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PC(USA) ministries call for admission and welcome of Afghan refugees

Office of Public Witness calls for advocacy and Presbyterian Disaster Assistance details how to help

by Rich Copley | Presbyterian News Service

Raees Amiri, who in spring 2021 was a recent refugee from Afghanistan, speaks with Macie Nichols at an event at Second Presbyterian Church in Louisville, Kentucky, celebrating the church’s co-sponsorship of Amiri and his family with Kentucky Refugee Ministries. (Photo by Rich Copley)

LEXINGTON, Kentucky — The Presbyterian Church (U.S.A.) Office of Public Witness is calling on the U.S. Congress and the White House to expedite admission of Afghan refugees to the United States, and Presbyterian Disaster Assistance is providing a guide for how Presbyterians and others can make their communities welcoming destinations for refugees.

The issue became critical earlier this month as the United States military began a planned withdrawal after nearly 20 years in the country as part of the U.S. response to the terror attacks of Sept. 11, 2001, in New York and Washington. That is leaving thousands of Afghans who worked with the United States military desperate to leave the country for fear of reprisals from the Taliban government.

“Nearly 80,000 of our Afghan allies are still in danger in Afghanistan,” the Action Alert from the Office of Public Witness (OPW) reads. “We must evacuate ALL of our Afghan allies. It is imperative that we contact our national elected leaders and hold the administration accountable to urgently evacuate all of our Afghan allies to U.S. territory AND immediately expand and expedite access to the U.S. resettlement program.”

The alert points out that on Aug. 2 the State Department designated certain Afghan nationals and their families as Priority 2 for admission to the U.S. The designation is for groups of special humanitarian concern to the U.S., but the alert also noted that only a small percentage of Afghans have made it to the U.S. thus far. The Action Alert includes ways for people to directly contact their congressional representatives and the White House.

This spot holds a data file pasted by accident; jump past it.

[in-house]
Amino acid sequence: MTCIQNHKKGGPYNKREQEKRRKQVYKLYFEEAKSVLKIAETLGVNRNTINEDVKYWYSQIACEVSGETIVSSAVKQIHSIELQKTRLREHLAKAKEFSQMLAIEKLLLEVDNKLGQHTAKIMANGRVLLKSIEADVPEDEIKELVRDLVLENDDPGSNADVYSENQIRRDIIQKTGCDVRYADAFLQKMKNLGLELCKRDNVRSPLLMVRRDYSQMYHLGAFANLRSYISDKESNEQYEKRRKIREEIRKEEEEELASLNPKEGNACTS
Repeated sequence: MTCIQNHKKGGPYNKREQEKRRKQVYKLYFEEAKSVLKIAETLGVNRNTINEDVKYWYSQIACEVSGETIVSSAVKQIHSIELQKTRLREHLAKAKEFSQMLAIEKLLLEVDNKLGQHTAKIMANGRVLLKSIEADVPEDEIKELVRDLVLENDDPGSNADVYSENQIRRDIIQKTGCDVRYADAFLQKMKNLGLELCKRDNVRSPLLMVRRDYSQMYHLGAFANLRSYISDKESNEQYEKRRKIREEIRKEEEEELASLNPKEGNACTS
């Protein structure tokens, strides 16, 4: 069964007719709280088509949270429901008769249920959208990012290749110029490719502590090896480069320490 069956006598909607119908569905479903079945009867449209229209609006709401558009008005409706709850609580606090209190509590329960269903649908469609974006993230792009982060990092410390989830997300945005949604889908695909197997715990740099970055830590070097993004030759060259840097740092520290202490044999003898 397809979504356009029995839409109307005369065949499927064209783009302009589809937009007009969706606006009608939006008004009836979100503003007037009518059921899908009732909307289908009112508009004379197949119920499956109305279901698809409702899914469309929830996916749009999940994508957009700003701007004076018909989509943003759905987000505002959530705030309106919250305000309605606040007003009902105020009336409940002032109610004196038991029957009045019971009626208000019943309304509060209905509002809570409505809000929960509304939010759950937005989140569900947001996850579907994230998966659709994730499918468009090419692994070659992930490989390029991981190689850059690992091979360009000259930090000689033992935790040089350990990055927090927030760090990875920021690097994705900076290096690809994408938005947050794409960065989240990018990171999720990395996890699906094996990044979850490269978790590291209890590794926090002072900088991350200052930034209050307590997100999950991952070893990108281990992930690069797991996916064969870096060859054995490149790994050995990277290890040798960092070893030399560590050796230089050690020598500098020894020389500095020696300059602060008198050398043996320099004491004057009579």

Both the Office of Public Witness and Presbyterian Disaster Assistance (PDA) are Compassion, Peace & Justice ministries of the Presbyterian Mission Agency.

The Amiri family is shown this spring on the playground at Second Presbyterian Church in Louisville, Kentucky. The church co-sponsored the family with Kentucky Refugee Ministries for their first months in the United States. (Photo by Rich Copley)

In a Thursday night webinar focused on citizenship for all undocumented immigrants living in the United States, Amanda Craft of the PC(USA) Office of the General Assembly’s Office of Immigration Issues took time to highlight the Afghan situation.

Presbyterian Disaster Assistance said a broad effort will be necessary to support Afghans coming the U.S.

“We will need every tool in our immigration/refugee processing toolkit to respond in a timely manner to those whose lives are at risk — as parolees, as visa holders and, eventually, as refugees,” a blog post from PDA’s Refugee Ministry reads. “The U.S. Government has already been working with nine U.S.-based NGOs to receive these allies, resettling them to places in the country where the majority already have contacts.”

Read the OPW Action Alert to contact elected officials

Read the PDA blog post about welcoming refugees

Charlotte, the daughter of one of the members of the Second Presbyterian Church Louisville refugee team, shares a bag of popcorn with the daughter of the Amiri family, recent refugees from Afghanistan. Charlotte has really enjoyed getting to know refugee children. (Photo by Rich Copley)

After echoing OPW’s call for advocacy on behalf of Afghan refugees, the blog goes on to detail ways people in the U.S. can prepare to welcome Afghans to their communities, including information about the process, a tool to help find refugee resettlement programs, educational opportunities regarding refugees and refugee resettlement, and, of course, prayer.

“Pray for our churches and ourselves, that our hearts may be open and our hands and feet ready to meet the needs of the Afghans who are already arriving and will need our solidarity and compassion as they seek to rebuild their lives in the U.S.,” the post concludes.


Read more

See how a Louisville church welcomed Afghan refugees late last year.

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